Canoeing Ontario’s Still Waters

A photo-essay farewell to summer.

By: Jonathon Reed + Save to a List

Crooked Lake is a simple overnight trip in the Queen Elizabeth II Wildlands. The first time I canoed there was in the early summer of 2015. It rained until evening, when the sun broke through the clouds on its way to the horizon, glinting on dripping leaves and illuminating the drifting smoke of our campfire. In the morning, we climbed Blueberry Hill—an exposed granite cliff overlooking the lake—with a cloudless cerulean sky all around us.

That’s when I decided I wanted to come back with Logan.

I’ve known Logan for about half my life and most of his. We spend time together when we get the chance; playing pick-up baseball at the park down the street, dropping by the movie theatre in the winter, that kind of thing. I'm not in town as much as I used to be, but we stay in touch over the phone and every now and then pull together an adventure like this one.

Like I said, Crooked Lake is a simple overnight. But as I look back on it, it had an undercurrent of beauty that carried us as steadily as the tailwind waves of Fishog Lake. We passed a rocky island while seagulls and cormorants wheeled above us. We climbed an old logging dam and caught dragonflies on our shirts. We shared the still waters of Long Lake with two beavers and their newborn kit. And we made it to Blueberry Hill while the sun was still bright in the western sky.

I don’t remember if we waited for the sunset for two hours or three, but I remember feeling like we had all the time in the world. Our conversation drifted like the clouds, unrushed and unhesitant. We talked until the sun disappeared across the lake and the warmth of the rock began to fade. Then we paddled back to our site, water rippling from the bow of our canoe.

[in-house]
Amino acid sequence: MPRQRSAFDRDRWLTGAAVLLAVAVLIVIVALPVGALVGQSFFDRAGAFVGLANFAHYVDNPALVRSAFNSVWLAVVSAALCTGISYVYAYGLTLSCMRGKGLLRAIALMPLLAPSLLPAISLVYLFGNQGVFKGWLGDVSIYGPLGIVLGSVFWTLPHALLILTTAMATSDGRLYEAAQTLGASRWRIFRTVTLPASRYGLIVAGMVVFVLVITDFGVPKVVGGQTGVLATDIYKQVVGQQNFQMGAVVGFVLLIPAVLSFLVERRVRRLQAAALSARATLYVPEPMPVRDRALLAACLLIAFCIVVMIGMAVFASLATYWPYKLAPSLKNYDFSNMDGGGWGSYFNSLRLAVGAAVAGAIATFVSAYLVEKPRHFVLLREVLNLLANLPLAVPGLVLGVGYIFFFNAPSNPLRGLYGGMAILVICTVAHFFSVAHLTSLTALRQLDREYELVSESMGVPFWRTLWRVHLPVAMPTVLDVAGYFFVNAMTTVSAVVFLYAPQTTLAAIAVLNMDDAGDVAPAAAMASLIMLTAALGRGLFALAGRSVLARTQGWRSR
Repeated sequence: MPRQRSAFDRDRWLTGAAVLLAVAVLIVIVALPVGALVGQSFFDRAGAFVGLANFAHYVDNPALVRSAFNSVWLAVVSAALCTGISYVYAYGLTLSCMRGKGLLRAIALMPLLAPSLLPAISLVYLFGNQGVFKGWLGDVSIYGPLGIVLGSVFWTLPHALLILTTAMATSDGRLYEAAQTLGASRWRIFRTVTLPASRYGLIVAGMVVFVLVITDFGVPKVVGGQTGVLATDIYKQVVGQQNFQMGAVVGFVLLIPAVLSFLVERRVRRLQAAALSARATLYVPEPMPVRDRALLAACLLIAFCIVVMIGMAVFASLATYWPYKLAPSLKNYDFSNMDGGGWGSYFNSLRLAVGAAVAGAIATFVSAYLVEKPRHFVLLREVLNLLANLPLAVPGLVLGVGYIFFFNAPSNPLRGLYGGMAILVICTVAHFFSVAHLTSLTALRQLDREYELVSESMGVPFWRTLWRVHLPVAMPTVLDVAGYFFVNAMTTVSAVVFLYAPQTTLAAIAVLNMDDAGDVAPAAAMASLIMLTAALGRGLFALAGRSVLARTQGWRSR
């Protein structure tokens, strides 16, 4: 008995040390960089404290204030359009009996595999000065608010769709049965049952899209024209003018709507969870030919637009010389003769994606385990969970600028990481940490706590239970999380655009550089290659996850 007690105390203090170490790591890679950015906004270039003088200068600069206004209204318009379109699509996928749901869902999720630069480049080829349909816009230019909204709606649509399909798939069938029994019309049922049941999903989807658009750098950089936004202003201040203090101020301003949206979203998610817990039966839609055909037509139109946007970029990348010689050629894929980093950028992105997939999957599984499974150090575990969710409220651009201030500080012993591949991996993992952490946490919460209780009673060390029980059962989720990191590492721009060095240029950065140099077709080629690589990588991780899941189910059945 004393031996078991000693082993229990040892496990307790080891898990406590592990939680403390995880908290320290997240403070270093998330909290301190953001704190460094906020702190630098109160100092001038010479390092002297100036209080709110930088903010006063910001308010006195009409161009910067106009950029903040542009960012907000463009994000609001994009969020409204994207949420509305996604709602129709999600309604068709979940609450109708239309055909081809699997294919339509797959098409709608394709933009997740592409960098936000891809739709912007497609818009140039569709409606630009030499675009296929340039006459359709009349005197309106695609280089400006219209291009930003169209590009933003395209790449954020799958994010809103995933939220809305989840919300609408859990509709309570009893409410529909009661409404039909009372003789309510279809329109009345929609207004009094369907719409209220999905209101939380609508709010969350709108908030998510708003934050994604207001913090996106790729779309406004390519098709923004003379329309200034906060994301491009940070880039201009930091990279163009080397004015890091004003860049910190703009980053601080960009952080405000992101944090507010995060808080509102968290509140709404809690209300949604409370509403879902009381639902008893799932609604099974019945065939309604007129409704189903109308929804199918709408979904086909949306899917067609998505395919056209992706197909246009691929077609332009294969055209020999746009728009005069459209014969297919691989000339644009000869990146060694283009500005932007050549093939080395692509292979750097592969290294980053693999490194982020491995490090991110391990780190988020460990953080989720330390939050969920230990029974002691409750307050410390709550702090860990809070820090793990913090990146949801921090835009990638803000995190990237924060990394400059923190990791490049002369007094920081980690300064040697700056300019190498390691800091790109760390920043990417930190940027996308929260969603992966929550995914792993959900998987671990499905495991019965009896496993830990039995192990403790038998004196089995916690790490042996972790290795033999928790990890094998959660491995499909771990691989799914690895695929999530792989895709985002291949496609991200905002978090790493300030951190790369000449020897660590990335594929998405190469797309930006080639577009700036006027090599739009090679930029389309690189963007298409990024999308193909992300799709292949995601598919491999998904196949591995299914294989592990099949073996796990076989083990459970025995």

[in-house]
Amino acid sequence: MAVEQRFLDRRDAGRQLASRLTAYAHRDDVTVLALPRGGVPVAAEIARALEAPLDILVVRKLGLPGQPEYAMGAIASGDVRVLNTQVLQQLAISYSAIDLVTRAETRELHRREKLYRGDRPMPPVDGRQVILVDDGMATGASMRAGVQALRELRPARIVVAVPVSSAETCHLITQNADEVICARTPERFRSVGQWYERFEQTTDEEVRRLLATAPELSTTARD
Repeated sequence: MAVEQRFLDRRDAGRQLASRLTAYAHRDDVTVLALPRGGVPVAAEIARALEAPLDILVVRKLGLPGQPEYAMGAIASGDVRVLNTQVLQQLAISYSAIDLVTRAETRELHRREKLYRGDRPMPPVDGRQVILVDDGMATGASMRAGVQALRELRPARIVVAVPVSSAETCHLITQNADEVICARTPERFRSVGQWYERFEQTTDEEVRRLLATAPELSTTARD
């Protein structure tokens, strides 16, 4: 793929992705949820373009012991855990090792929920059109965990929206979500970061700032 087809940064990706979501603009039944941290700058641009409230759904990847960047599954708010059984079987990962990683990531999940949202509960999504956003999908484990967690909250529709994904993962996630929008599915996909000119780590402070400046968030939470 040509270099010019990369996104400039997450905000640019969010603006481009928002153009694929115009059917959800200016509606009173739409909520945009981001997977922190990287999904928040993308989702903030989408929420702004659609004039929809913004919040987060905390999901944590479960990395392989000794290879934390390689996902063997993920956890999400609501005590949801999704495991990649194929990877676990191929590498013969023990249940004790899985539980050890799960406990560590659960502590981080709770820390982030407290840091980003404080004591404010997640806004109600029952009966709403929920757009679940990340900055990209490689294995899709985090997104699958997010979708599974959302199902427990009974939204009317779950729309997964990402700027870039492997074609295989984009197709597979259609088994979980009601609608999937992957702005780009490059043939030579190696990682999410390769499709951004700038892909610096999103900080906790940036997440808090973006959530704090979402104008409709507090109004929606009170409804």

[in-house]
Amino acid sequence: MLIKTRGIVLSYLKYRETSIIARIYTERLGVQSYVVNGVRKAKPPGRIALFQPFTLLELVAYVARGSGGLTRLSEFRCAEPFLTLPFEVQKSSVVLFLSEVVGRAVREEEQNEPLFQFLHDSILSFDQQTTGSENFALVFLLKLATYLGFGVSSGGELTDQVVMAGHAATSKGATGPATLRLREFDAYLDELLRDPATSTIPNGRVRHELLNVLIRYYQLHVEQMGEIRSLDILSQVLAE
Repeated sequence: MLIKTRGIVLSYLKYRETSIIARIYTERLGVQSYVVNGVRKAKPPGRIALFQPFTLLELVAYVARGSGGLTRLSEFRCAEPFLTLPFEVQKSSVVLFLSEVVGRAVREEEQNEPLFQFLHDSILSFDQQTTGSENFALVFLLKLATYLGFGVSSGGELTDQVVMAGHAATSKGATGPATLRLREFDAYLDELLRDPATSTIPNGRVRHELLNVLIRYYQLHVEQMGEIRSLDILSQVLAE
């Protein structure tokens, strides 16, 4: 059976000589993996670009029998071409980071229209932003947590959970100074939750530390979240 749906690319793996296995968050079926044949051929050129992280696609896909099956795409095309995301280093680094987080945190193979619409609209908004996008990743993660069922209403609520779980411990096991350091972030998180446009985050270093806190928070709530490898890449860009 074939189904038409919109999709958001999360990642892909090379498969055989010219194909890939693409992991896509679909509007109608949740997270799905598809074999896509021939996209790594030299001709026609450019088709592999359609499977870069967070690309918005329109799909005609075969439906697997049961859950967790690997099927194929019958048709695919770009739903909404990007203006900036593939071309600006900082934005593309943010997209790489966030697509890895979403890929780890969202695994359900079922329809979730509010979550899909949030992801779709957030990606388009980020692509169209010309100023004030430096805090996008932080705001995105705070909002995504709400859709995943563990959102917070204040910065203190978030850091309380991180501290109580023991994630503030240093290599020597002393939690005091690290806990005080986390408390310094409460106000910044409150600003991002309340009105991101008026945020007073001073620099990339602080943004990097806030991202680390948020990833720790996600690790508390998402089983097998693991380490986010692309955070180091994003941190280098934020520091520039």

That’s the power of getting into the wilderness. The world is quieter. Your heart is louder. Distractions fade away and you’re able to focus on the people and the adventure in front of you.

The forest started humming and the firelight began to cast shadows across our site. Once the sky was dark enough, we pushed our canoe back into the water and lay inside it, spinning slowly beneath a blanket of stars.

At the end of the day, this isn’t a story to share as much as it is a way for me to remember. I’m writing this as a way to hold onto the early summer wind and indigo sky, the fireflies and the bright hearts on Blueberry Hill. If there was any moment from this summer that could hold the past three months in my heart, it would be this.

We want to acknowledge and thank the past, present, and future generations of all Native Nations and Indigenous Peoples whose ancestral lands we travel, explore, and play on. Always practice Leave No Trace ethics on your adventures and follow local regulations. Please explore responsibly!

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